Lawless was one of those movies that I felt like I should have loved more than I did. Case in point, when I mentioned I’d been to a press screening earlier this week, at least two guy friends were all, “Damn, I wish I could’ve gone with you!” Lawless is a strong “true life is stranger than fiction” drama, peppered with moments of humor but also propelled by a fierce, three-pronged conflict between the bootlegging Bondurant brothers, the authorities who want to tax them for their moonshine, and the Chicago gangsters who are just as likely to do business with them as to cut their throats. (Oh, and someone actually gets his throat cut, and it is gruesome as all get out. They’re good at the gore and the grit.)
While the film as a whole didn’t thrill me as much as I expected to, it’s one of those movies you go to see for the specific performances. Tom Hardy has all the best lines despite talking the least out. Jessica Chastain is radiant as an ex-dancer from the city who tries to escape to Franklin County but finds even more trouble.
And then there’s Shia LaBeouf.
As the youngest Bondurant brother Jack (and the movie’s narrator), he’s set up as the scrappy runt trying to get in on the family business even as his older, more jaded brothers constantly shove him away. Since we witness most of the action and deaths through his eyes, you would assume that you’re meant to sympathize with him. But I think the casting directors may have made a mistake in settling this high-pressure role on Shia’s shoulders.
I can see why they cast him! In many ways, he resembles Jack: He’s loud and boisterous, speaks and acts without thinking about consequences, and comes across as a little vain, in an amusing way. But Shia LaBeouf is also trying to cultivate a “bad boy” image in the media, with crass sound bites and unattractive outbursts. Last year he shot his mouth off bragging that he’d hooked up with Megan Fox on the set of Transformers while she was engaged; while she never confirmed the affair, he was the one who came out looking bad. That same bravado extends to his “process”: He tells journalists that he dropped acid in order to accurately play someone tripping, and he’d be game to have real sex on-camera for his new Lars von Trier project Nymphomaniac. Maybe he thinks he’s being candid and dangerous, but instead he comes across as immature.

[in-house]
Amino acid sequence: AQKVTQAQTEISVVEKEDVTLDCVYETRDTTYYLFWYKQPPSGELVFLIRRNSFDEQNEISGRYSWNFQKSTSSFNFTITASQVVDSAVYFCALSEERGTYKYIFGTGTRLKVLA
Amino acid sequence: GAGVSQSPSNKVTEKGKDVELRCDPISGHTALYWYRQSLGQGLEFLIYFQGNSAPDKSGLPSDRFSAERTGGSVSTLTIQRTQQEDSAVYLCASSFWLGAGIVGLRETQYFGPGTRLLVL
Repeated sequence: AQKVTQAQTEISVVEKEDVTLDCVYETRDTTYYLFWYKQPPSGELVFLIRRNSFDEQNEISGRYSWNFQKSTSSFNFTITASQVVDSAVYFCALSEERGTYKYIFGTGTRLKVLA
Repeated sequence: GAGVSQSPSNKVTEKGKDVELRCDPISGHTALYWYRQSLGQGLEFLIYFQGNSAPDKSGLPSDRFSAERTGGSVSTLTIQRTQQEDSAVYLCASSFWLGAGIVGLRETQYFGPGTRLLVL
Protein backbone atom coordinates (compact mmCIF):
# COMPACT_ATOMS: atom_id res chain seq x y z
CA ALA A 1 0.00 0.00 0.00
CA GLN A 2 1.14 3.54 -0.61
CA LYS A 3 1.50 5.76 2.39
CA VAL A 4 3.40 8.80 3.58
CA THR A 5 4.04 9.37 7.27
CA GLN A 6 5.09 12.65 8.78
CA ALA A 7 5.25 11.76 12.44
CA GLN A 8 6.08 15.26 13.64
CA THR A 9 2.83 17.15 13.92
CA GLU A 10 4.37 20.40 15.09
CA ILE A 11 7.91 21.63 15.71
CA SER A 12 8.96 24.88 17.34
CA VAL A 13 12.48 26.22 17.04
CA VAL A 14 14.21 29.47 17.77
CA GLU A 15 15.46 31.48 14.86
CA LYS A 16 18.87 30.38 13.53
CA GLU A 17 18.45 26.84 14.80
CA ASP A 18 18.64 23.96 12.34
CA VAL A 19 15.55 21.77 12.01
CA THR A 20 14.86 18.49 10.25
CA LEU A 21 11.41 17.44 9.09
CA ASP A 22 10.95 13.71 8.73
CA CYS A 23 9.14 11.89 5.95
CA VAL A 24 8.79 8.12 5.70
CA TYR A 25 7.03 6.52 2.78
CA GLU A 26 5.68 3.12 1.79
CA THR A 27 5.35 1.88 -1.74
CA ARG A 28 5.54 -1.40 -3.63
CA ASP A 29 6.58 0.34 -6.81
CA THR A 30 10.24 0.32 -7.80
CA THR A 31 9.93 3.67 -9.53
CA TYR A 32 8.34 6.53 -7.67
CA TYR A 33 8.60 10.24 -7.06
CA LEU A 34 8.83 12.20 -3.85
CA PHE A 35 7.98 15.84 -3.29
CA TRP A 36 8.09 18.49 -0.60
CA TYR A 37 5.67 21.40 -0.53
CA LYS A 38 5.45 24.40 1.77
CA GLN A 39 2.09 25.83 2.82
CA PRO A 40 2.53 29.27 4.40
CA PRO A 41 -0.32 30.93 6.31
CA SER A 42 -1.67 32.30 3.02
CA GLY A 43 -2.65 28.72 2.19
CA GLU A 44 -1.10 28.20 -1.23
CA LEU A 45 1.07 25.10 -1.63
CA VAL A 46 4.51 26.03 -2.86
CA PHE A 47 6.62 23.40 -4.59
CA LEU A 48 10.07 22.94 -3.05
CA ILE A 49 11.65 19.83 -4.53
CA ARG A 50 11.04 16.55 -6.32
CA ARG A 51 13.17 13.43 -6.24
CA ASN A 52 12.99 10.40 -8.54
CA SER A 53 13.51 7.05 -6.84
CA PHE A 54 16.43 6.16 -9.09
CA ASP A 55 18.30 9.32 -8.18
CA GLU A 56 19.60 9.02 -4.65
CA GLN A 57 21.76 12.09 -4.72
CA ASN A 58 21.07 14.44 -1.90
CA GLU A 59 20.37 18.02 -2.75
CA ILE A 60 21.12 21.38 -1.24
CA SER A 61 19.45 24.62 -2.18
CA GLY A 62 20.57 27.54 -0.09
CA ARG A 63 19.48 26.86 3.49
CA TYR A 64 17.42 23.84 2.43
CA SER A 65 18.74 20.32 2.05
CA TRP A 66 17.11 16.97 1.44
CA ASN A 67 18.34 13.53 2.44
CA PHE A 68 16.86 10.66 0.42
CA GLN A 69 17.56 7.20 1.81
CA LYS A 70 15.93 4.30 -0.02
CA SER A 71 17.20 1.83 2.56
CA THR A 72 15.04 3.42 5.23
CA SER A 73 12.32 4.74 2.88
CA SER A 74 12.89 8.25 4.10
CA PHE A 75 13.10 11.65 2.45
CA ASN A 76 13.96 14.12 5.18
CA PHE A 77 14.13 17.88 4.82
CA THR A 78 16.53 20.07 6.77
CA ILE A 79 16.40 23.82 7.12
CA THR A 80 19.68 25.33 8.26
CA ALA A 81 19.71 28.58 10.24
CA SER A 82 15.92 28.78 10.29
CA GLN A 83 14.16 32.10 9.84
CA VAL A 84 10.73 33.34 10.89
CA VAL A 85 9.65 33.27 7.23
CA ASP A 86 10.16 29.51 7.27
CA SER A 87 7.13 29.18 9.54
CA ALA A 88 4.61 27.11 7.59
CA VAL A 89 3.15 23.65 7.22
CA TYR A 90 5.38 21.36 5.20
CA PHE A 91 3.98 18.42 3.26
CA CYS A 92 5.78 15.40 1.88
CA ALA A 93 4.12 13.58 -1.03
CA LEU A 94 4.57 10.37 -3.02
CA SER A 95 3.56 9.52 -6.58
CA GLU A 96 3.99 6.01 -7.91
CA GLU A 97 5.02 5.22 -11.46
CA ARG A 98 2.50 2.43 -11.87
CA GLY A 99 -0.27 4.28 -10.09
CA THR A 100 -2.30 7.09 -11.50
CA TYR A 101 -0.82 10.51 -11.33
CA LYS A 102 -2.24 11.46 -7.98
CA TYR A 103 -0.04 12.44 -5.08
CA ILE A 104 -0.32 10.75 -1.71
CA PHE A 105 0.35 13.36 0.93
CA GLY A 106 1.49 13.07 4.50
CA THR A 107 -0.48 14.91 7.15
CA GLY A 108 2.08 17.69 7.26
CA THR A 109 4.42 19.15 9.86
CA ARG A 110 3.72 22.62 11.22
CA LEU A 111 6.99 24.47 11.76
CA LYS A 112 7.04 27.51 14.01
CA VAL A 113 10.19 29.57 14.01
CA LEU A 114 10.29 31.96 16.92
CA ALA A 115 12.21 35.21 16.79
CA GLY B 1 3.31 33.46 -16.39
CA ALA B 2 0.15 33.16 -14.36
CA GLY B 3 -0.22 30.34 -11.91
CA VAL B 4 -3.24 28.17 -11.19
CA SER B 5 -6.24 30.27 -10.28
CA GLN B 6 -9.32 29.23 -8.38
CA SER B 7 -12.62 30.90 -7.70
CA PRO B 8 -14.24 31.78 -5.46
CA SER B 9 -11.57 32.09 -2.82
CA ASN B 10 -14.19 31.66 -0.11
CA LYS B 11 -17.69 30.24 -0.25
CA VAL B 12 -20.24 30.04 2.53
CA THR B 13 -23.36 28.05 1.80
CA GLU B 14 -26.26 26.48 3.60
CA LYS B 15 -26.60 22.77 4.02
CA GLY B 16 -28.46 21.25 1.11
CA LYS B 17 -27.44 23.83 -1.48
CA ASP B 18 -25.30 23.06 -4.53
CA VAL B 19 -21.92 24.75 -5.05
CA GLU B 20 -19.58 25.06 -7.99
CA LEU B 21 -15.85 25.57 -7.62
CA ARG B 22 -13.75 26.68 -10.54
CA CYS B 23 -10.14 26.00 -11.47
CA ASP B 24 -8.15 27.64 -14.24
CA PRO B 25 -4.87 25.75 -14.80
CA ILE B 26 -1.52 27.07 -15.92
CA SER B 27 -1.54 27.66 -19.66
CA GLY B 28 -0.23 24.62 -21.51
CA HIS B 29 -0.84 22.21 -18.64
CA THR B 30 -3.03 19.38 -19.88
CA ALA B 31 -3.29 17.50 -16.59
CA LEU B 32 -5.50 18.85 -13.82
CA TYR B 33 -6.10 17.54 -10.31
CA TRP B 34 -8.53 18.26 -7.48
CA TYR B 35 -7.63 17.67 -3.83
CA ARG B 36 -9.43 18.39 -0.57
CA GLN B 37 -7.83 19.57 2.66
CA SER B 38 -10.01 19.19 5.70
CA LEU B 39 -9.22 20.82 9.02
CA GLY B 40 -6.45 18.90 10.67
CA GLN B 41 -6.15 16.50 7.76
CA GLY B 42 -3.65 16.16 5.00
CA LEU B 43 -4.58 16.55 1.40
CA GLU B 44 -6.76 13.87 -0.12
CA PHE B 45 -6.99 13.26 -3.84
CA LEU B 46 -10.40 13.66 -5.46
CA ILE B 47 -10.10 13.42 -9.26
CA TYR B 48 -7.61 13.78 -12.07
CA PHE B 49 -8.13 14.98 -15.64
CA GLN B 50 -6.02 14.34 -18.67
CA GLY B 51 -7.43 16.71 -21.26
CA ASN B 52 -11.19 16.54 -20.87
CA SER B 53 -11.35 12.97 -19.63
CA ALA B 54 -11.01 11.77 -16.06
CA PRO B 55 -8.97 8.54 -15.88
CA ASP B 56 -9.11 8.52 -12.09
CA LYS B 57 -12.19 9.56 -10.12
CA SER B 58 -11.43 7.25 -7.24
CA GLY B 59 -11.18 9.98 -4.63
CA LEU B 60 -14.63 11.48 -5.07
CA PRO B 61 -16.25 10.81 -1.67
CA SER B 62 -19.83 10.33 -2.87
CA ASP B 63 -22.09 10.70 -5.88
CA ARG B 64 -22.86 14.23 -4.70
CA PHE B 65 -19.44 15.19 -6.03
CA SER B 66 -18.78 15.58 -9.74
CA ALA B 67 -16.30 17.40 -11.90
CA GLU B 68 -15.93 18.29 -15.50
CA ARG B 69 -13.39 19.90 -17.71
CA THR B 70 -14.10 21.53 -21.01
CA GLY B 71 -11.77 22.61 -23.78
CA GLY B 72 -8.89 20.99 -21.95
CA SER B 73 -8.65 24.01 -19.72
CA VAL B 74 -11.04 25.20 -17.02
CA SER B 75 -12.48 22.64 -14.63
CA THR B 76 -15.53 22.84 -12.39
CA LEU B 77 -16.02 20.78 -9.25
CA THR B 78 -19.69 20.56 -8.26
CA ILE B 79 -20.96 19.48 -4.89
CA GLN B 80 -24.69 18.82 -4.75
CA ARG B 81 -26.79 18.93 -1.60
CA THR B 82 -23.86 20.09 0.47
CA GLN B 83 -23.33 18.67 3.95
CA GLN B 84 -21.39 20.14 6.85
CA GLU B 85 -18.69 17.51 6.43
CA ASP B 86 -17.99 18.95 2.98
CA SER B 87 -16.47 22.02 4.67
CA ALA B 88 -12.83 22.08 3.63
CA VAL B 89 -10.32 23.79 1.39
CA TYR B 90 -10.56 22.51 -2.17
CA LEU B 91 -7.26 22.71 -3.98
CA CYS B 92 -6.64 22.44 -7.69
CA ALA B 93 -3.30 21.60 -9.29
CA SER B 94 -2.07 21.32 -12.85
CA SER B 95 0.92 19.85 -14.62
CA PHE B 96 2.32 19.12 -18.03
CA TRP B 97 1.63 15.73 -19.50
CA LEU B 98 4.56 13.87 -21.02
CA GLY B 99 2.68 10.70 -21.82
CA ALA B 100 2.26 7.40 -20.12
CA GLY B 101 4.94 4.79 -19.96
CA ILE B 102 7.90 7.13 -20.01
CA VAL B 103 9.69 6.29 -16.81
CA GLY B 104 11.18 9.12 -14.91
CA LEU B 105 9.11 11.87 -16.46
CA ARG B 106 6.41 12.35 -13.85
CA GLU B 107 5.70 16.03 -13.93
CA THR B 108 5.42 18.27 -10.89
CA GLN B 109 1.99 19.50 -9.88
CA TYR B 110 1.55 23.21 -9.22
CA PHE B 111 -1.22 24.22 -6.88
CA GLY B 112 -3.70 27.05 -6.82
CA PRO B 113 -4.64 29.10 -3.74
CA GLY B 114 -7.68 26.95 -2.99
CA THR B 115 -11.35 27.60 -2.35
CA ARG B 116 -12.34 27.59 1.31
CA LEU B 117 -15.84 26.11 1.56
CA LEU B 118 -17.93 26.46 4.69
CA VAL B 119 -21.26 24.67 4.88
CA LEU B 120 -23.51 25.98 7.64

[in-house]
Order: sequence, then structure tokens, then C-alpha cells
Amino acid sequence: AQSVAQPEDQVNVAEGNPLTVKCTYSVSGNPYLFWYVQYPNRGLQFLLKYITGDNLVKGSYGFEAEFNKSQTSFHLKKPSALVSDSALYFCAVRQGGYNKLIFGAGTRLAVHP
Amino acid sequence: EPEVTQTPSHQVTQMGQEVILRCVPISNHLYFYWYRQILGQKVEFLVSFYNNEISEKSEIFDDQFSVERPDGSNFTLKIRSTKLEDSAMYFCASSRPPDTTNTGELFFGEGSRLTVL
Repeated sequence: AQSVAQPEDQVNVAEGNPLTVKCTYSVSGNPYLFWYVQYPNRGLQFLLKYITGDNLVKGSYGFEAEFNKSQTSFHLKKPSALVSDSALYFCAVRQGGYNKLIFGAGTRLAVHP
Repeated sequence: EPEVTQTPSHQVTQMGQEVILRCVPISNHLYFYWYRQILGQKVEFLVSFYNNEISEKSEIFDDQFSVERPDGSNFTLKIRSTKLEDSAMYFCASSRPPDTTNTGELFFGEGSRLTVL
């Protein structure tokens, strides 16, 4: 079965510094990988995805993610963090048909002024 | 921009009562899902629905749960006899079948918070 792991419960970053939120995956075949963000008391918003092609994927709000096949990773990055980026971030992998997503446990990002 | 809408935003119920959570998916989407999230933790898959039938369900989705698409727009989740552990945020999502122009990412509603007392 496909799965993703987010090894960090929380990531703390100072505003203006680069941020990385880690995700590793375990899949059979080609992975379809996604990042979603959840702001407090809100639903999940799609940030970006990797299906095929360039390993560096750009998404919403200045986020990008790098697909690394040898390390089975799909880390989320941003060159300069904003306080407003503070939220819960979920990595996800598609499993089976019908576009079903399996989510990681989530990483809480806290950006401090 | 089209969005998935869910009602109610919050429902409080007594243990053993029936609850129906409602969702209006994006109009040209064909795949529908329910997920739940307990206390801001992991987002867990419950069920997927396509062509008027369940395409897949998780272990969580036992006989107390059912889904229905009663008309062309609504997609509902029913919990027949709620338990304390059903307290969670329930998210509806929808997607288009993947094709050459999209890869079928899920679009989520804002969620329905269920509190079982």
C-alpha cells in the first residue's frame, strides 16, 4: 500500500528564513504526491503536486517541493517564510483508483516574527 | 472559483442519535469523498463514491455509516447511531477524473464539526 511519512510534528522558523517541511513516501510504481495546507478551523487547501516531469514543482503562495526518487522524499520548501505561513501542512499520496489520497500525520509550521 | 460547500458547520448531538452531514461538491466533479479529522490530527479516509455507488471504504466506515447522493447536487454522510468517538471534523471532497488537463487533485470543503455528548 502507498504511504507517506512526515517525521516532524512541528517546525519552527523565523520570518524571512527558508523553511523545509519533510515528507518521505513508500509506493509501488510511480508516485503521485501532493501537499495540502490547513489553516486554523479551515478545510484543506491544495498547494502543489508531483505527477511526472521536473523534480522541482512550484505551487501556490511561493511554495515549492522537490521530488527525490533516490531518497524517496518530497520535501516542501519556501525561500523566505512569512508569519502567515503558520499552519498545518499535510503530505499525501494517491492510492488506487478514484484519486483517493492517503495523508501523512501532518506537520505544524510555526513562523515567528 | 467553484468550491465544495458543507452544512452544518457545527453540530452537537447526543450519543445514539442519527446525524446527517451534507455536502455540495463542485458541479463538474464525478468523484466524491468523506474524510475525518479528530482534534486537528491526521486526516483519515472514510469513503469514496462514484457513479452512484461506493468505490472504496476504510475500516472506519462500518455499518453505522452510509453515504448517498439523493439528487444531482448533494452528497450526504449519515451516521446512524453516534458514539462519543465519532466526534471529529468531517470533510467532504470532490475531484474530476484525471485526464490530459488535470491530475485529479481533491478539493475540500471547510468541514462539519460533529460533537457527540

And he recognizes how grating his behavior is for his co-stars! When talking about how he showed up to the Lawless set actually drunk, he joked (?) that his on-screen love interest Mia Wasikowska ”was calling her attorney, like ‘Get me the [bleep] out of here.’” And when talking about his acid trip, he admitted, “Sometimes, it does get real. Too real for a [director] who’s trying to keep a diplomatic set.” So why does he keep up with these antics?
When watching Lawless, I could appreciate Tom Hardy’s performance because it was so different from Bane in The Dark Knight Rises – it was a wholly different accent, for one! — and from his own red-carpet persona. Not so with Shia: I resisted rooting for Jack because I’d just spent the last few weeks writing about this kid who seems ungrateful and unprofessional.
I’m not alone in feeling underwhelmed by Shia’s performance: Several other reviewers cited him as an example of the film’s near-miss status. Both he and Lawless never quite attain the greatness they’re gunning for. As Screen Rant points out, he’s entirely competent but ultimately outpaced by much more nuanced performances. Similarly, IndieWire preferred the first half of the film, which was led by Tom Hardy’s muttering, cardigan-wearing character, over the climax that’s caused by Jack’s arrogance.
What’s ironic is that Shia does a fantastic job with all the negative aspects of Jack’s character. To be fair, he does direct the action of the movie, as Jack risks life and limb to sell the Bondurant moonshine to big-city gangster Floyd Banner (Gary Oldman in a great small part). It’s fascinating to witness how he idolizes Floyd; once he has his big payout, he invests in flashy suits, ridiculous hats, and a new car to impress his brothers and Mia Wasikowska’s devout preacher’s daughter. SF Gate puts it really well when they say, “In Jack’s courtship of a religiously devout young woman (Mia Wasikowska), we’re back 80 years ago, even as we see, in Jack’s vanity and in his desire for the trappings of success, the emergence of the modern man.” That vanity is Jack’s undoing, as he gets careless in business deals and accidentally tips off the police.
Established in the first few minutes is the Franklin County urban legend that the Bondurant brothers are invincible. While Tom Hardy and Jason Clarke‘s characters demonstrate that more often, it’s Jack who most believes in their immortal nature. You completely buy his arrogance and selfishness because that’s the persona Shia LaBeouf seems to be crafting on the red carpet and in interviews. But he takes it too far, and when Jack is reduced to a quivering, crying, bloody mess who’s so obviously outmatched, you feel more schadenfreude than sympathy.
Photos: The Weinstein Company